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Sociology professors present research in Philadelphia

Raj Ghoshal and Alexis Franzese presented research in August at the American Sociological Association's Media Sociology Preconference and its Teaching & Learning Symposium.

Raj Ghoshal, assistant professor of sociology

Sociology professors Raj Ghoshal and Alexis Franzese presented research at the American Sociological Association (ASA) meetings in Philadelphia in August.

Ghoshal, an assistant professor, presented “Dynamic Racial Triangulation” at the ASA’s Media Sociology Pre-Conference. The project tests and updates racial triangulation theory.

Alexis Franzese, assistant professor of sociology

The original triangulation theory argued that racial stereotypes in the US are not a single hierarchy but instead involve two separate axes, “superior/inferior” and “cultural insider/outsider,” and that racial groups may be regarded highly on one axis yet poorly on the other. Ghoshal and his co-author Michael Gaddis conducted two online experiments to test whether millennials triangulate and how what they say and do around race may differ.

Findings validate parts of the original triangulation theory, but also show that the original theory underestimates cultural stereotyping against African Americans and misses how widely perceptions of Latinx and Asian Americans can vary depending on signals other than race.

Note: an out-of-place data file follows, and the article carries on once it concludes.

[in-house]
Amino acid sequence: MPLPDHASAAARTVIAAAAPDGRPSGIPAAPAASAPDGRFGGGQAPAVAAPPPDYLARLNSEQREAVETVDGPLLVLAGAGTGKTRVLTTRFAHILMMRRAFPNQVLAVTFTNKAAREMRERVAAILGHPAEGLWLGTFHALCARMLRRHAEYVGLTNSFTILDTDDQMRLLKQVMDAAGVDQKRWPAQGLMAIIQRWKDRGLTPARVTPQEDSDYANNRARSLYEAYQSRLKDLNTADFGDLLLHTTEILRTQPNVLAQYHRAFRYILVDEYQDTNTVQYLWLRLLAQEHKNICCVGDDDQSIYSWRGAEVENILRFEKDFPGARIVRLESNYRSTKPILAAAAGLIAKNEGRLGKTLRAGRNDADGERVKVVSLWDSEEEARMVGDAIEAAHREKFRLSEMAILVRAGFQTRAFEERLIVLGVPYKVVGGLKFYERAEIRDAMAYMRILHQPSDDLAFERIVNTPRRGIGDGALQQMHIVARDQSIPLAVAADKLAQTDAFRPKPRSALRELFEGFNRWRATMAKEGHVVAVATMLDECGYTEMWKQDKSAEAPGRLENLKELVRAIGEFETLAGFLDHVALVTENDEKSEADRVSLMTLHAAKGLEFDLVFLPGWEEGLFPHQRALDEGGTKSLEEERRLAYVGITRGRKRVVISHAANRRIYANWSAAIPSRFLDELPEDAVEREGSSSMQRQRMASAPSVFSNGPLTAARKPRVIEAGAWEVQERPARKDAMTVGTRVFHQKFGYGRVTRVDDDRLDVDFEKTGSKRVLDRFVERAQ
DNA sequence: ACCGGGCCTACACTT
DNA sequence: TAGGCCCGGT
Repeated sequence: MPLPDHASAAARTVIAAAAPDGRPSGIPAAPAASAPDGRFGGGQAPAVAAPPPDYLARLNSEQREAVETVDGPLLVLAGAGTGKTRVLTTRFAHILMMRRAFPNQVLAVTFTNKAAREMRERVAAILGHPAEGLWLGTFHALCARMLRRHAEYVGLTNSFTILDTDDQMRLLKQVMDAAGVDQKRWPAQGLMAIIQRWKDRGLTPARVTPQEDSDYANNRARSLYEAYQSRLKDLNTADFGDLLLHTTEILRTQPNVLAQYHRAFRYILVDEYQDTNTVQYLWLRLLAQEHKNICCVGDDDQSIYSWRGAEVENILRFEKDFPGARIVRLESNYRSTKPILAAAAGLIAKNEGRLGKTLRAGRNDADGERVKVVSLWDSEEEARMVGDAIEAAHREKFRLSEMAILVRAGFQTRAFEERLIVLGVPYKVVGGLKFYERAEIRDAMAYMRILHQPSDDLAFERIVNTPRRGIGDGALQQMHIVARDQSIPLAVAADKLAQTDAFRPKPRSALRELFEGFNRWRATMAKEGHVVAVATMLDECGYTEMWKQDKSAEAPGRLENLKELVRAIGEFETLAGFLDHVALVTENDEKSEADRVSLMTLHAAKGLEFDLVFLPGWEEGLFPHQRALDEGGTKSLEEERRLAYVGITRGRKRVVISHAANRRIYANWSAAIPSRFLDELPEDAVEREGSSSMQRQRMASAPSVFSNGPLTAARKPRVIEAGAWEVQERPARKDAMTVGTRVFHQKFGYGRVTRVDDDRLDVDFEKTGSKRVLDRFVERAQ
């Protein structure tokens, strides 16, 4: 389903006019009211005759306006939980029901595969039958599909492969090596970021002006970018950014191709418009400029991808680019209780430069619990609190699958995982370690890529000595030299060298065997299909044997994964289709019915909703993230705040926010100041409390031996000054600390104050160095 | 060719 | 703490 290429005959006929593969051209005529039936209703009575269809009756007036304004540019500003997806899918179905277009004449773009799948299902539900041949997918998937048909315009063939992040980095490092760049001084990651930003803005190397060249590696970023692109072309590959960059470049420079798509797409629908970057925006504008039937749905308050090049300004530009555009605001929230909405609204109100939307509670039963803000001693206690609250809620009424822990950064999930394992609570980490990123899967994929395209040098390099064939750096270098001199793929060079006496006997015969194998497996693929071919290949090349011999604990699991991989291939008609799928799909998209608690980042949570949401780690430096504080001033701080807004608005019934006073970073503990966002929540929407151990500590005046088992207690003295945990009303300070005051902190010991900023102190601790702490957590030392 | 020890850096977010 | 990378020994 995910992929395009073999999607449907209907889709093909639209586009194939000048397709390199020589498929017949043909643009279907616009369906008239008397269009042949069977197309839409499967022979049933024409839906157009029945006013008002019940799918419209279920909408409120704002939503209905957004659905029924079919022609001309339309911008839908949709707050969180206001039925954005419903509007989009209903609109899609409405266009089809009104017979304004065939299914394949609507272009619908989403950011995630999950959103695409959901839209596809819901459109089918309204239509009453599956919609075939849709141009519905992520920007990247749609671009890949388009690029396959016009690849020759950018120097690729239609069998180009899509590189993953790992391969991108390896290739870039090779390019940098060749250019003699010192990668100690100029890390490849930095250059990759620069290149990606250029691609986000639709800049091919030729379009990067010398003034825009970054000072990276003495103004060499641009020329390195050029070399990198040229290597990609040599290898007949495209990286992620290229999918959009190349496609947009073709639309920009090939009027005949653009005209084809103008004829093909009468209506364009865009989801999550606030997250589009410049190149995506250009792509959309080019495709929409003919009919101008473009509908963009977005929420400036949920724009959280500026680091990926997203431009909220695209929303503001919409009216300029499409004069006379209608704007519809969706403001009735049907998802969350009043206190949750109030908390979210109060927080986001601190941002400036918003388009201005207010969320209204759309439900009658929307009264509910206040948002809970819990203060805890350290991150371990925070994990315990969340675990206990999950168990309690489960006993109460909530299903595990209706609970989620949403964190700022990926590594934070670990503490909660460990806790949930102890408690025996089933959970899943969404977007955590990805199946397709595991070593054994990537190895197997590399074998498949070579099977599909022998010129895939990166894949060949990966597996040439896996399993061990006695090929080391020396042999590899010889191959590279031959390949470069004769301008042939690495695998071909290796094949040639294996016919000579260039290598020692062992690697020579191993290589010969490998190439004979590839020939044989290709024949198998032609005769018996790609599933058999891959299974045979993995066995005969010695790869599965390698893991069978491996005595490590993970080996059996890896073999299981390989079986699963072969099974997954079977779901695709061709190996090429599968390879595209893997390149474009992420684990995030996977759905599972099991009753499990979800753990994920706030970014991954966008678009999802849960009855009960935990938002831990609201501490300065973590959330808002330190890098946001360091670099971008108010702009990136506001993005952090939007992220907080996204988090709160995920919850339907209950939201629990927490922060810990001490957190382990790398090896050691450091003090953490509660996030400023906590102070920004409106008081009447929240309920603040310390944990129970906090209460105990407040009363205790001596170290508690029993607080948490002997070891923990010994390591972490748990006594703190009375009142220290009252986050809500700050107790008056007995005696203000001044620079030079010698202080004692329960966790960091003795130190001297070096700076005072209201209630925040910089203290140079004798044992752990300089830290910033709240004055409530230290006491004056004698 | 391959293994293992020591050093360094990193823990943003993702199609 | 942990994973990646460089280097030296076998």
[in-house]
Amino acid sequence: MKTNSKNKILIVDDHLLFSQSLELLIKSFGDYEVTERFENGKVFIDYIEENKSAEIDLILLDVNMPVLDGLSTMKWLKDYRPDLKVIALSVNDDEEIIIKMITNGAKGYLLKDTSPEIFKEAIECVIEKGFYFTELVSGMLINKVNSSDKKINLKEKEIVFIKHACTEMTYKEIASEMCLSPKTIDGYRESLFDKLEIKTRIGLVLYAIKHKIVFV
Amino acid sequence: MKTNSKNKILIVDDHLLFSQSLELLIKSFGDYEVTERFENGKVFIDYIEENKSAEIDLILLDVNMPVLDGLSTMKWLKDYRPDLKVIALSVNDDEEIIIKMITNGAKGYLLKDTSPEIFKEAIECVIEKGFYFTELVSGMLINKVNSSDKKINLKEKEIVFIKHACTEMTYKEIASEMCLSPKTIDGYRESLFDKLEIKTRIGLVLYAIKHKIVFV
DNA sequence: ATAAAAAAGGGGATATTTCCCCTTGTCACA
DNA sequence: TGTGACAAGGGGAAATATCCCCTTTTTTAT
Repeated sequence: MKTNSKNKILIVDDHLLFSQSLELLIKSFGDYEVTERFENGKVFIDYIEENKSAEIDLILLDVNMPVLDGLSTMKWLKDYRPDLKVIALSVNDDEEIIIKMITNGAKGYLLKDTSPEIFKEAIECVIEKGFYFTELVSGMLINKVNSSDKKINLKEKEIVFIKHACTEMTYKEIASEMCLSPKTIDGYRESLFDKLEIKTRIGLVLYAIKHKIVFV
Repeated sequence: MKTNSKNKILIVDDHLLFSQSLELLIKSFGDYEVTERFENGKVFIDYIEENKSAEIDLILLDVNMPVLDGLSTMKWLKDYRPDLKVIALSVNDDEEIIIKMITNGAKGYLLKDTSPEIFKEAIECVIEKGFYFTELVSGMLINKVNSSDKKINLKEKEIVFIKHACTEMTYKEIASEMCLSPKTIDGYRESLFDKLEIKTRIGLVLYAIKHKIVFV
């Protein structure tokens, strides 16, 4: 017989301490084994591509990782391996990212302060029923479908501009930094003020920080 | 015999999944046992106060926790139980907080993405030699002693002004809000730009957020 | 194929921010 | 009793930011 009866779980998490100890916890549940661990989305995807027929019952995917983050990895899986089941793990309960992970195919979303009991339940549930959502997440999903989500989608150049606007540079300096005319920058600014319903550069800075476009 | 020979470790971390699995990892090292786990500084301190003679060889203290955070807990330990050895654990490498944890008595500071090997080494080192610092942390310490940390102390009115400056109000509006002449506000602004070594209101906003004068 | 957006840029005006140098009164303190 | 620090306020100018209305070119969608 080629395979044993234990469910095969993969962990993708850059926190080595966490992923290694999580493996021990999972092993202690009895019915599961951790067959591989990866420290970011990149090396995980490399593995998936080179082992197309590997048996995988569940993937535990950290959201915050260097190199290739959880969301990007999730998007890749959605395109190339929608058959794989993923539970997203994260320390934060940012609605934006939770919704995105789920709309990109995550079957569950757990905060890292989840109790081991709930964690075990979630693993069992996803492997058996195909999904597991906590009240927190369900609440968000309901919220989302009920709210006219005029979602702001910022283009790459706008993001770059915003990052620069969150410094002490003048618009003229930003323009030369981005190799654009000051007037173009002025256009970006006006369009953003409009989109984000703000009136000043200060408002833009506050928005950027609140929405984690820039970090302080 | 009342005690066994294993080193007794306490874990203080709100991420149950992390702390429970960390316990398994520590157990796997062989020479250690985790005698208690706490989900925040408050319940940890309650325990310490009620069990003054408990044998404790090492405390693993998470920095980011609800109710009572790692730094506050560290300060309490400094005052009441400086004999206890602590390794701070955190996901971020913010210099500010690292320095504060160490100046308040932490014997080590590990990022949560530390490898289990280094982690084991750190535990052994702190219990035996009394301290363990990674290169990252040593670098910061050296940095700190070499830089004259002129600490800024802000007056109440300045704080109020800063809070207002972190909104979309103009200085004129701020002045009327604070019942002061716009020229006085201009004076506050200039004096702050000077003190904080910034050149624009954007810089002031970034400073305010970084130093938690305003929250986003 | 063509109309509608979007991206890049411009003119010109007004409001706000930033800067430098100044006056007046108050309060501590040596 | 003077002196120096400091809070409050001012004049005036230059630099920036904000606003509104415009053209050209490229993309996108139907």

Franzese, an associate professor, presented her research “Using Contemplative Pedagogies to Enhance Authentic Engagement and Personal Authenticity in the Sociology Classroom” at the inaugural Teaching & Learning Symposium of the American Sociological Association. 

Franzese’s work, supported by Elon’s Center for the Advancement of Teaching and Learning (CATL), addresses the ways in which contemplative practices and pedagogies may be used to facilitate student engagement and create a more authentic learning experience and environment.


Raj Ghoshal,
8/31/2018 3:35 PM